The following article, by U.S. Rep. Jan Schakowsky (IL-9), is cross-posted from HuffPo:
The saying goes that politics is the art of addition. Even first time candidates for any elective office quickly realize that their circle of friends and family is not enough, that they need the support people unlike themselves if they are to have any hope of winning. It’s elemental.
That’s what makes the Republican game plan (assuming there is one) so baffling to me. As each day goes by, they seem to alienate another sector of our society, and most of the time it seems absolutely intentional.
While they are home for the August recess, I just wonder who’s left for them to subtract from their ever shrinking universe of supporters.
The conventional wisdom is that the Republicans made themselves safe districts, ones made up of homogeneous conservative constituents who appreciate their uncompromising and dismissive attitude toward those who disagree. I have to wonder about that.
So far they have managed to be equal opportunity offenders, turning of voters in all walks of life, regardless of age, religion, race, or sexual orientation. Many of those voters surely live in their districts. They includes:
WOMEN: Women are not only the majority of the population, but the majority of voters in most jurisdictions. Just about all of us heard about Todd “Women’s bodies have a way of discerning legitimate rape” Akin and Richard “Pregnancy from rape is God’s will” Mourdock. Women and plenty of men too punished them and they lost their elections. But far worse than stupid remarks are the laws passed particularly at the state level by Republicans that defund Planned Parenthood, restrict access to contraceptives (birth control for God’s sake!), make abortions illegal after 6 weeks before a woman even knows she’s pregnant, force women to have invasive procedures that are unnecessary and possibly harmful, allow doctors to lie to their patients about fetal abnormalities, make criminals out of doctors, put arbitrary requirements on clinics in order to force them to close, and on and on. During the first six months of this year alone, more than two dozen anti-choice bills have become law in 15 states. These laws say to women, we don’t trust you to make your own decisions. Women really hate being talked down to.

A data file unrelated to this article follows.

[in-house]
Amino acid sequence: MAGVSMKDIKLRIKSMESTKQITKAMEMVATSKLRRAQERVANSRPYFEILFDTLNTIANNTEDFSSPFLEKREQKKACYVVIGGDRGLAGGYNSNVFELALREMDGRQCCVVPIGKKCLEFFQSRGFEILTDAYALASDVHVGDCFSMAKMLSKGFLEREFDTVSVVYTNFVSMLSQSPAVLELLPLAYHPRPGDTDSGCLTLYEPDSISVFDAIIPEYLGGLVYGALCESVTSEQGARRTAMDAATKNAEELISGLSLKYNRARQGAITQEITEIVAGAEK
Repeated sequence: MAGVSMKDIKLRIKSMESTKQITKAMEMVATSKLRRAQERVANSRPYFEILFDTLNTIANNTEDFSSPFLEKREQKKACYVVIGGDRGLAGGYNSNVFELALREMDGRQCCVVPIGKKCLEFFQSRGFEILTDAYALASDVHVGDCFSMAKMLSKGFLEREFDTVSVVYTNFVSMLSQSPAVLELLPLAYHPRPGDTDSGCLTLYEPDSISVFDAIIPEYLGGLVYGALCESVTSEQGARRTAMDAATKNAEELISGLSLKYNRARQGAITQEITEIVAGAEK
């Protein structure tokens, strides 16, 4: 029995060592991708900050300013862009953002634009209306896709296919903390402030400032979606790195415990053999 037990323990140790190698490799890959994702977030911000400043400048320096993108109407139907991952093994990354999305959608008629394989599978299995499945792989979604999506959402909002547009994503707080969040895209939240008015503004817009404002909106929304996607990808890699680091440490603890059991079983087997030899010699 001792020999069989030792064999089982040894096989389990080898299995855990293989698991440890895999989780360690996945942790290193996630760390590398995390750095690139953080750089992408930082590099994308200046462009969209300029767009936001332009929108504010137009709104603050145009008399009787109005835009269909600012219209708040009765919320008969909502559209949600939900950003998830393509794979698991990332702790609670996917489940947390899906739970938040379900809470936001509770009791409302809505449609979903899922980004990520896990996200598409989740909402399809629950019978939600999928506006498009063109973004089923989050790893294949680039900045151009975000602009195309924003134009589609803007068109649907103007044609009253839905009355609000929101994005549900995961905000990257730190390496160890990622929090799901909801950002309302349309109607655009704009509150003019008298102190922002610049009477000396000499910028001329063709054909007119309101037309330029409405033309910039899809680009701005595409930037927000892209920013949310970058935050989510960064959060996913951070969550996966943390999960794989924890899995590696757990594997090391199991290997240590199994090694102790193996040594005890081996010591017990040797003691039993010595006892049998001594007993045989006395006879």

But it’s not just women’s bodies that the Republicans don’t understand or care about. It’s our economic well-being. They don’t support equal pay for equal work, or increasing access to quality child care, or expanding the child tax credit, or ending discrimination against pregnant workers, to name a few. It’s no wonder there is a gender gap on election day. As far as I know, redistricting didn’t eliminate fed up women.
Subtract lots of women from the Republican column.
LATINOS: Iowa Republican Congressman Steve King was so insulting that Speaker John Boehner found it necessary to condemn King’s words not once but twice. Referring to the “Dreamers” who came to the United States as undocumented immigrant children, King said, “For every one who’s a valedictorian, there’s another 100 out there that weigh 130 pounds and they’ve got calves the size of cantaloupes because they’re hauling 75 pounds of marijuana across the desert.”
Oh me, oh my. What a bad boy Steve King is! Only problem with Republican handwringing is that just a few weeks earlier, that same Steve King offered an amendment on the House floor that called for the deportation of all of those young people who were brought to the U.S. by their parents. And guess what? It passed with almost all the Republicans, including majority Whip Eric Cantor, voting for it.
The math is really quite simple. 70 percent of Latinos voted Democratic in the last election, and the Latino population continues to grow. If the Republicans don’t get right on immigration, they will never elect a Republican President for generations, and states like Texas will turn solid blue.